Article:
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Benjamin Wehmeyer (Konkoly Obs & Univ Hertfordshire)

Galactic Chemical Evolution with short lived radioisotopes
When Dec 05, 2022
from 11:30 AM to 11:50 AM
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In addition to the insights gained by studying the galactic evolution of chemical elements, short lived radioisotopes contain additional information on astrophysical nucleosynthesis sites. Meteorites can carry information about the nucleosynthetic conditions in the early Solar System using short lived radioisotopes [1][2], while detections of live isotopes of cosmic origin in the deep sea crust help us understand recent nucleosynthetic processes in the Solar neighborhood [3]. We use a three dimensional, high resolution chemical evolution code to model the conditions at the time of the formation of the Solar System, as well as to explain why different classes of radioisotopes should often arrive conjointly on Earth, even if they were produced indifferent sites. Further, we included radioisotope production into a cosmological zoom-in chemodynamical simulation of a Milky Way-type galaxy, which provides a map of gamma-rays from the decay of radioactive Al-26 consistent with the observations by the INTEGRAL instrument [4]. Further, we’ll apply the insights gained from these models to draw conclusions about the rapid neutron capture process, one of the most important nucleosynthesis process for the formation of the heaviest elements.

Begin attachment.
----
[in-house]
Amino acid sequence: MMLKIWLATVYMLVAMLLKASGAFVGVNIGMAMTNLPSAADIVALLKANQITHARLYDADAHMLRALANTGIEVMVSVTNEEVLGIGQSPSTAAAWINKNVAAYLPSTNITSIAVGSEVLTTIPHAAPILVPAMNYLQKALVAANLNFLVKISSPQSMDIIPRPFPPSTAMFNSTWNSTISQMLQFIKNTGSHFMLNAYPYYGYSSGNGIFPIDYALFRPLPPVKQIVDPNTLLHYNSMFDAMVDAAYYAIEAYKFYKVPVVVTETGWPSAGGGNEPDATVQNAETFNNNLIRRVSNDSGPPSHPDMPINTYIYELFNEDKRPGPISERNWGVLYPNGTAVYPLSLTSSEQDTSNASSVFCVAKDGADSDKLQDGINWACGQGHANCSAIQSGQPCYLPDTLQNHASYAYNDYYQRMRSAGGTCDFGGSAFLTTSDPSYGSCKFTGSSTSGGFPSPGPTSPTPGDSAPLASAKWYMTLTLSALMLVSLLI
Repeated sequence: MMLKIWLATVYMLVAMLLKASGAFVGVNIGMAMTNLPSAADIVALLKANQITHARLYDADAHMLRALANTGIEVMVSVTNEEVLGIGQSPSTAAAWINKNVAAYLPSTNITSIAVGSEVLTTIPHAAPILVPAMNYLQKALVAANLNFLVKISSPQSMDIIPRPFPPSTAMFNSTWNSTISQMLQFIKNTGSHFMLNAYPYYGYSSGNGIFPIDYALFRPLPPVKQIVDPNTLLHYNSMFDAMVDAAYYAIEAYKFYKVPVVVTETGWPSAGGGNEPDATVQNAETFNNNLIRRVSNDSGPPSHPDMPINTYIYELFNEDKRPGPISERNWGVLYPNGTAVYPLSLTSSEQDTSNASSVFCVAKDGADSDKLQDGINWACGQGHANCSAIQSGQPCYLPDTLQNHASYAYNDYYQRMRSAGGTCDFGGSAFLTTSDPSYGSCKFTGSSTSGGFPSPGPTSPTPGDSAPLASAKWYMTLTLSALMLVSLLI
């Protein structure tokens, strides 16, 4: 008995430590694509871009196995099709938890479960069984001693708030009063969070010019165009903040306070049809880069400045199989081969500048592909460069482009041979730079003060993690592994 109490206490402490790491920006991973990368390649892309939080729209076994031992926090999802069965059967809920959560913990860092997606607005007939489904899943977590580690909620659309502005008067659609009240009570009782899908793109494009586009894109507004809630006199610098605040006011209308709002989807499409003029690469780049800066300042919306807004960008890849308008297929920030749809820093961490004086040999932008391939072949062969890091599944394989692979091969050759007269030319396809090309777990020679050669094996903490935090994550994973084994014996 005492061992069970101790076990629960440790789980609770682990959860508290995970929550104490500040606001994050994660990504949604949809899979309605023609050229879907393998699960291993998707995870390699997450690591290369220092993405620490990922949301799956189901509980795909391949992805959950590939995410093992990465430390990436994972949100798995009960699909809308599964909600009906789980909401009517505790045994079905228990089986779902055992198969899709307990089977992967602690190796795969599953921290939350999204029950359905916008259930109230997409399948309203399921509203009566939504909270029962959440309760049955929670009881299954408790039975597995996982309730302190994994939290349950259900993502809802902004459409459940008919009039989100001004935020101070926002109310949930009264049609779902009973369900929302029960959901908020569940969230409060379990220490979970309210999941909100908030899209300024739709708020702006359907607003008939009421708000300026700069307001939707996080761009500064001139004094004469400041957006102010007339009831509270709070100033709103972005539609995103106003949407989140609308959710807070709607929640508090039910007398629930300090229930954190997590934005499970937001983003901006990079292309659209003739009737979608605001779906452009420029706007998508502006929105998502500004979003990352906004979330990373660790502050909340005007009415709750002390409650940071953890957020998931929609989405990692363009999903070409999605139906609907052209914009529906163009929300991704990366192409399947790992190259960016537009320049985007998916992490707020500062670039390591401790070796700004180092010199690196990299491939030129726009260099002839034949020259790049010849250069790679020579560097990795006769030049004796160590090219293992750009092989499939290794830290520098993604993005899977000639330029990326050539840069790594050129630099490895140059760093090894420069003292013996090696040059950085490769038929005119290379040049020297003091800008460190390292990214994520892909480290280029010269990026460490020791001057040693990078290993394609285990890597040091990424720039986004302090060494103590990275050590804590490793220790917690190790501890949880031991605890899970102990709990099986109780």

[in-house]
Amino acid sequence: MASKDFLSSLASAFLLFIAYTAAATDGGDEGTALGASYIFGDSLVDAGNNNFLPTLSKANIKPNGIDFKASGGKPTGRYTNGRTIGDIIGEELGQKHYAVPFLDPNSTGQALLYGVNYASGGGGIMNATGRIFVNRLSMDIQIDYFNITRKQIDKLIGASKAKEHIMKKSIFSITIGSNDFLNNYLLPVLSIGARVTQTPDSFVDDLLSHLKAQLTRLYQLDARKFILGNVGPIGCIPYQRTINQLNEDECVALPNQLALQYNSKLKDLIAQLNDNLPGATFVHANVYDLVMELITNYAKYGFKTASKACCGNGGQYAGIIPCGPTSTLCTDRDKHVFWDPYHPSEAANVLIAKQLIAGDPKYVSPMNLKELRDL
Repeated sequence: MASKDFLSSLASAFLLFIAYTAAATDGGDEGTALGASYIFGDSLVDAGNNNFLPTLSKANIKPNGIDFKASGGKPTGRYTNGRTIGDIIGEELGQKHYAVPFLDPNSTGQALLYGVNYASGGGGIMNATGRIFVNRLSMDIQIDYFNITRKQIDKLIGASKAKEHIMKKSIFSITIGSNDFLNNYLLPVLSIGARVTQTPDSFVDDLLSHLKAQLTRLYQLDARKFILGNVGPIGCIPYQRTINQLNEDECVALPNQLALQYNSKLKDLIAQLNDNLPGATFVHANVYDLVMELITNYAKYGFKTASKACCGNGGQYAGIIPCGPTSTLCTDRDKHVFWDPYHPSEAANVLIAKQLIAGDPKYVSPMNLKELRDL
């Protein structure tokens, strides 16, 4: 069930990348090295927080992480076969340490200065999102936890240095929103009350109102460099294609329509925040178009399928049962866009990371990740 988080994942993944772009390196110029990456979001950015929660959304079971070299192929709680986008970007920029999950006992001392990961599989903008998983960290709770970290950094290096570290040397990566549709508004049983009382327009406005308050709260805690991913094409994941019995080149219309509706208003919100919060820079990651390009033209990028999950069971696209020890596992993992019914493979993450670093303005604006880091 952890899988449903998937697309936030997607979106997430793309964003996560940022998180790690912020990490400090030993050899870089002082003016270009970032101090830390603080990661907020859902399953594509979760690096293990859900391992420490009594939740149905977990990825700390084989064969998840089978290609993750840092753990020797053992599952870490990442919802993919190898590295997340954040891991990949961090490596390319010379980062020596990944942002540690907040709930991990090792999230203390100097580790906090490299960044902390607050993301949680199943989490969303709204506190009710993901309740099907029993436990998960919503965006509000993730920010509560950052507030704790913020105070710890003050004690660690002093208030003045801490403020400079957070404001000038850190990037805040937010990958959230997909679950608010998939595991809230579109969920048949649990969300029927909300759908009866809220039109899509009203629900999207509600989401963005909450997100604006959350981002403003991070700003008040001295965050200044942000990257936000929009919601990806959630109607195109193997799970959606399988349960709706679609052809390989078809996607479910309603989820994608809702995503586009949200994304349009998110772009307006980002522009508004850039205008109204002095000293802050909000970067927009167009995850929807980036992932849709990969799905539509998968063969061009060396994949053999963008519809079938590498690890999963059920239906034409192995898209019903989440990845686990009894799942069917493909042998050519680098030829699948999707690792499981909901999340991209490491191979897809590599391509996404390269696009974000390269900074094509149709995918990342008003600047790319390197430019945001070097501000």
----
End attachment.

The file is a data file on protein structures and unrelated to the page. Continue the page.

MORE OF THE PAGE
[1] Lugaro, Ott, Kereszturi, 2018 PrPNP 102, 1L [2] Côté et al., 2021 Science 371, 945
[3] Wallner et al., 2021 Science 372, 742W
[4] Kretschmer et al., 2013 A&A 559, A99